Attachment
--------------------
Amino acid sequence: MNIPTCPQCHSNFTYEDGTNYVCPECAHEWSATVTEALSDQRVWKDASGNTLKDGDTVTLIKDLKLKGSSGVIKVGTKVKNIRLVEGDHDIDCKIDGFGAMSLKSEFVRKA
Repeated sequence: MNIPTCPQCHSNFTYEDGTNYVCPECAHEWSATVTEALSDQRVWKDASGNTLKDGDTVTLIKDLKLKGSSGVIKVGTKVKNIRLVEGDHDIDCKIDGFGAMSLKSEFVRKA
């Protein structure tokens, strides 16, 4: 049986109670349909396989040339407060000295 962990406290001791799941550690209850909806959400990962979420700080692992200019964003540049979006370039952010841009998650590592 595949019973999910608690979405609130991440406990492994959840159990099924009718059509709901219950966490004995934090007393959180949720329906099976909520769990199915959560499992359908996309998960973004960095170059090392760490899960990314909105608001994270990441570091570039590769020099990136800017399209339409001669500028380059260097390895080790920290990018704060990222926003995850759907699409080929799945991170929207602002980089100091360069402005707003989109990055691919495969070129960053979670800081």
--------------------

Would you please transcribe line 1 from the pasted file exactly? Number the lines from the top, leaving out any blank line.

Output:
Amino acid sequence: MNIPTCPQCHSNFTYEDGTNYVCPECAHEWSATVTEALSDQRVWKDASGNTLKDGDTVTLIKDLKLKGSSGVIKVGTKVKNIRLVEGDHDIDCKIDGFGAMSLKSEFVRKA